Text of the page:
Monday, June 09, 2008

The figures don't lie...

....but they sure are not telling much.

NHK nightly news just broadcast the result of their new weekend survey. As I expected, appearing to pass legislation and engaging in the everyday activities of governing is pulling the Cabinet's support levels up off the floor. At least it gets some of the public's eye off the Cabinet's less attractive features. The Cabinet's support rating rose 5% from last month's 21% to 26%, while the disapproval rating sank 5% from 66% to 61%.

Even with the improvement, however, these are still incredibly bad numbers for the Prime Minister.

Asked how the Prime Minister should respond to the passage of a censure motion by the House of Councillors, 49% said that Prime Minister Fukuda should dissolve the Diet and have an election. Another 11% said he should simply resign. Only 30% said he should continue as he has been doing.

Asked what kind of government would be ideal after a general election, 23% answered "a grand coalition," but nearly identical percentages wished for an LDP-dominated (22%) or a DPJ-dominated (22%) coalition government.

In straight, one party-only government, a DPJ-only government had twice the support (11%) as an LDP-only (6%) government.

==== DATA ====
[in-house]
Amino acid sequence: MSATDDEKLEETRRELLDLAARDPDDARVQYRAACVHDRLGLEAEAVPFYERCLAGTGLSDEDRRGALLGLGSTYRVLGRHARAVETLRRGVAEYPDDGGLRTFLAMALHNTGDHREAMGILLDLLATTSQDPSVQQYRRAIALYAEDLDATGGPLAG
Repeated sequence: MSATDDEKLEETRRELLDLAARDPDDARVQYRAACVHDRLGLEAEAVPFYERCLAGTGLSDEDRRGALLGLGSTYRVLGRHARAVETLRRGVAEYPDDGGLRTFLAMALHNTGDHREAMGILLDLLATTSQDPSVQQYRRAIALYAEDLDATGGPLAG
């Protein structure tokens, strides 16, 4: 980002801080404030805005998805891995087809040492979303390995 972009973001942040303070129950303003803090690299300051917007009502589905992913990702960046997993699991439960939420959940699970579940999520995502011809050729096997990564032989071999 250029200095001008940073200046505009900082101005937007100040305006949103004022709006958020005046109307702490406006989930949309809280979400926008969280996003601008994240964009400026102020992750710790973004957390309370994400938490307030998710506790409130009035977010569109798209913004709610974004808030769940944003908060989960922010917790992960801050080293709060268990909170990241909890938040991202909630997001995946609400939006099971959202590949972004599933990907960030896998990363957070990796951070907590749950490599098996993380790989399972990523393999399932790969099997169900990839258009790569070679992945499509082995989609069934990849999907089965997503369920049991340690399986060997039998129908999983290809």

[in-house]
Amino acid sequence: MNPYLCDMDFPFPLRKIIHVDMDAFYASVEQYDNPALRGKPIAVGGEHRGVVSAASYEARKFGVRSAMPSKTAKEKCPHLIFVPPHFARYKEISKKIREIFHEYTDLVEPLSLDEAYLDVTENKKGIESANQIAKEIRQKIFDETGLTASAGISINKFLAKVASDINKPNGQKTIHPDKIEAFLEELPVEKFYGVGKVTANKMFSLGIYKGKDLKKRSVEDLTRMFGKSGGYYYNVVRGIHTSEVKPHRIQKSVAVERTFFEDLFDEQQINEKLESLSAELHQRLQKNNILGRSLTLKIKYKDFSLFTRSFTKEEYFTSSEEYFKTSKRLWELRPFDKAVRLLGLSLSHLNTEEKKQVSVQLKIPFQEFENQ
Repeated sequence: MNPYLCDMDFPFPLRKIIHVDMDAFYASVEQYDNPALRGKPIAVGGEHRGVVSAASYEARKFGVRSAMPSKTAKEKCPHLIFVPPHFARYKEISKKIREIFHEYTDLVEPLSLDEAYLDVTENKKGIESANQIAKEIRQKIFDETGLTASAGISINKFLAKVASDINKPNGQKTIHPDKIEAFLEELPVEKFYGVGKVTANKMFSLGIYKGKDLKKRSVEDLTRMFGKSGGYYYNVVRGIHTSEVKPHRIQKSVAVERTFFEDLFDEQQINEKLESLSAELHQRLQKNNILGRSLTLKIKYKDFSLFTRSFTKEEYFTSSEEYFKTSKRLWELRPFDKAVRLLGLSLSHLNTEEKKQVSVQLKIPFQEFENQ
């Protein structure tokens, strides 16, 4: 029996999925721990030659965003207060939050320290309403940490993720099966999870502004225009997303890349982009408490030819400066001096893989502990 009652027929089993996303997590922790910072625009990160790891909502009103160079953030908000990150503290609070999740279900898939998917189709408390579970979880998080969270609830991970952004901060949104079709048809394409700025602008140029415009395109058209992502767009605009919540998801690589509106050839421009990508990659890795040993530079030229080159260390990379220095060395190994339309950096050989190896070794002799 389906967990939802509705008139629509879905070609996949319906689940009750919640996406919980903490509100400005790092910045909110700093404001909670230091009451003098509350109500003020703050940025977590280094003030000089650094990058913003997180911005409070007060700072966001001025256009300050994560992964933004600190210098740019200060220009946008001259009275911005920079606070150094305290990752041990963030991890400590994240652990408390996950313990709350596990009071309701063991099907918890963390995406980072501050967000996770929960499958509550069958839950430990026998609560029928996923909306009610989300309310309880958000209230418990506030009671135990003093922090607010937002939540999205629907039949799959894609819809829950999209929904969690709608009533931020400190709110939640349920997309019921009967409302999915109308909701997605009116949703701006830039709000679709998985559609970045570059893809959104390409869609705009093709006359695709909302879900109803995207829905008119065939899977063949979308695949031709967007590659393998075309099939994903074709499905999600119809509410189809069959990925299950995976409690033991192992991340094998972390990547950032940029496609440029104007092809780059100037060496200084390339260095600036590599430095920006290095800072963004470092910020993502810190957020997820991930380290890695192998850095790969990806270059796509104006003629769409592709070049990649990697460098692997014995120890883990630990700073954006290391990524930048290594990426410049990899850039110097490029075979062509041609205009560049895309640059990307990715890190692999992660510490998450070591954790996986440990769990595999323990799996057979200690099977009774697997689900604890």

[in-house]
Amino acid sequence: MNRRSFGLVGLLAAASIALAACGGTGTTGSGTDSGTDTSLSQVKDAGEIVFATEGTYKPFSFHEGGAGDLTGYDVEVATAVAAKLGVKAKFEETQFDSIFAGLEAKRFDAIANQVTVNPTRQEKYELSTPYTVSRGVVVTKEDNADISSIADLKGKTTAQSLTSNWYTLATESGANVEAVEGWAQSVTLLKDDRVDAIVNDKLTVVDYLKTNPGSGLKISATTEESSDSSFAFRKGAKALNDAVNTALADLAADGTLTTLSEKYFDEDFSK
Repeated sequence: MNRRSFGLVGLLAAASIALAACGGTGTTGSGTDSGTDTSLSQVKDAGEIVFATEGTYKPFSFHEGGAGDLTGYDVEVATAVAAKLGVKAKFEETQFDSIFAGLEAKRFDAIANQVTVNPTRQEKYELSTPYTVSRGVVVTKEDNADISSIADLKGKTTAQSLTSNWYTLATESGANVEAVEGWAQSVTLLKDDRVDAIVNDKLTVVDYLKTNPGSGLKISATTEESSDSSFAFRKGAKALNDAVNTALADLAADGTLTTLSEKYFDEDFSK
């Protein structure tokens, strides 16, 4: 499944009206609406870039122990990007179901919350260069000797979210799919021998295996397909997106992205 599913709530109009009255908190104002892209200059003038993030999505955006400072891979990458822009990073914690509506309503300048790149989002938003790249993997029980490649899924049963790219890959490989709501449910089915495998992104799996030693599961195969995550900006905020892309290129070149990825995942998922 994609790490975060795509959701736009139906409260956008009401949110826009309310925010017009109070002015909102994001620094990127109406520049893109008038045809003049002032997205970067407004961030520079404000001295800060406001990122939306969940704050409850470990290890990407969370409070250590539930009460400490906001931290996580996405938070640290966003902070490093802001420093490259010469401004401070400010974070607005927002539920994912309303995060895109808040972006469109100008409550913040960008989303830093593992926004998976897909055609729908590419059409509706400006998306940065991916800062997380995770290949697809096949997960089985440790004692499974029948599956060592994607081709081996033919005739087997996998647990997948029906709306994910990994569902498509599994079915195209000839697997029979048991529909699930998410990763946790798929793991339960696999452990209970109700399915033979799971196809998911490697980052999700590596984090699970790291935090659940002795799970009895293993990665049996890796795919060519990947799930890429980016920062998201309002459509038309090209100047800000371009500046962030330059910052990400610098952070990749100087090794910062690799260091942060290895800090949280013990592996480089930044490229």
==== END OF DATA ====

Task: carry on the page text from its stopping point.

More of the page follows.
When asked when the PM should hold an election, given the need for one, the plurality (38%) said, "After the Toyako summit, in the fall." The second choice, though, that of 26% of those polled, was "in the fall of 2009, at the end of the House of Representatives term." Only a very few of those polled wanted an election ASAP.

Asked which party they support, 33% said the LDP (up 3%) and 26% said the DPJ (down 4%).

What? Maybe it is a margin-of-error thing.

As for the over-75 eldercare system, 52% of respondents said they supported it but thought it should be reformed. 35% thought it shoud be rescinded. Only 7% (?) thought it should be left as is.

But then the weirdness started.

When asked whether they appreciated strongly or to a certain extent the bill passed by the House of Councillors rescinding the new eldercare system in favor of a return to the old system, 59% said yes they do. But when asked whether they either appreciate strongly or to a certain extent the ruling coalition's efforts in the House of Representatives to modify the new eldercare system to make it less onerous
59% -- exactly the same number -- of those polled said yes.

As a political wedge issue, the eldercare insurance system seems to be a wash.

So the public as interviewed by NHK is pretty much evenly split on policy and political orientation. However, the voters like neither the PM nor the current Diet.

Later - Now that NHK has some of the numbers up, I have made some adjustments and additions.

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